To ensure young people and adults at risk are safe whilst being involved in archery activities, it’s important that welfare concerns are reported as quickly as possible to prevent further harm occurring. Furthermore, if you believe poor practice is happening, it should be reported to avoid poor practice escalating to abuse.
Your Club Welfare/Safeguarding Officer or deputy should be contacted if you have concerns about poor practice at your club. In the absence of a Welfare/Safeguarding Officer it may be reported to your Club Secretary.
At a competition the Tournament Organiser should be informed of your concerns, and the Tournament Organiser should contact the Archery GB National Lead Safeguarding Officer.
Concerns relating to athletes participating in the talent pathway, Olympic or Paralympic programmes should be reported to the Team Manager and Archery GB National Lead Safeguarding Officer. However, if the concern is related to the Team Manager, the concern should be reported directly to the Archery GB National Lead Safeguarding Officer.
These must be reported as soon as possible to the Archery GB Safeguarding Team. They can be reported via the online safeguarding report form or alternatively you can contact the Archery GB National Lead Safeguarding Officer: email@example.com
Tel: 01952 602792
If you believe a young person or adult at risk is in danger call 999 and advise the call handler there is a child protection or adult at risk concern. Let the professionals decide if abuse has taken place.
In these cases, the Police, Social Services or Children Social Services will give advice about the next steps, and you will need to report this to your Welfare/Safeguarding Officer who must report it within 24 hours to the Archery GB National Lead Safeguarding Officer.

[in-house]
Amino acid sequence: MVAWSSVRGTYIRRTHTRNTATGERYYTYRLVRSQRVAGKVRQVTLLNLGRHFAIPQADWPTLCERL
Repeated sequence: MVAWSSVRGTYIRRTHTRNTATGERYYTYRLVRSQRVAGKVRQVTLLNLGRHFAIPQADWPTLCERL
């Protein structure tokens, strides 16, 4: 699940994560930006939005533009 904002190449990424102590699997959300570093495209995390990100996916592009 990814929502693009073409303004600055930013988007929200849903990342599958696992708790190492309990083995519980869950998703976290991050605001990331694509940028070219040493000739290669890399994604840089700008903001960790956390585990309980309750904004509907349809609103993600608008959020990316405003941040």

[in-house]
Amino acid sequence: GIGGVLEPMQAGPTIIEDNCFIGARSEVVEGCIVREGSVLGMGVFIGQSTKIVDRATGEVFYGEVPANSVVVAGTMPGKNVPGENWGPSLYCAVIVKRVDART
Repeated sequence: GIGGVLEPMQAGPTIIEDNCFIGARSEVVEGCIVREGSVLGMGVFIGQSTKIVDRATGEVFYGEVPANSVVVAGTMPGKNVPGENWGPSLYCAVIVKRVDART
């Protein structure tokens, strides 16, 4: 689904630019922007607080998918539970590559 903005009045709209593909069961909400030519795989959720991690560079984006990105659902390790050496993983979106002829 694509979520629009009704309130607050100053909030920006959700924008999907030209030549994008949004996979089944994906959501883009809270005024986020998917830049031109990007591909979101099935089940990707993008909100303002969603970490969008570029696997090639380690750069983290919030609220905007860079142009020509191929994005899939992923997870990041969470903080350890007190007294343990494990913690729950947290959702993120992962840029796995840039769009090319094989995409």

All reports must be kept confidential.
Parents and carers can encourage young people, and adults at risk to talk to them about worries or concerns.
Childline’s Toolbox Calm Zone provides videos, games, exercises and activities for relieving stress and anxiety, and some children may feel more comfortable talking to other young people such as via Childline’s moderated message boards.
For more information on mental wellbeing, please refer to our mental wellbeing guidance page.
The NSPCC is a national child protection charity which works to prevent child abuse and neglect. They offer advice and support for positive parenting with advice on topics such as mental wellbeing and online safety.
The NSPCC “Talk PANTS” scheme provides parents with tips on helping their children understand the underwear rule and that their body belongs to them, and to tell someone they trust if anything makes them feel upset or worried. Their PANTS guide is also available for parents, carers and families who use Makaton and in other languages including Welsh.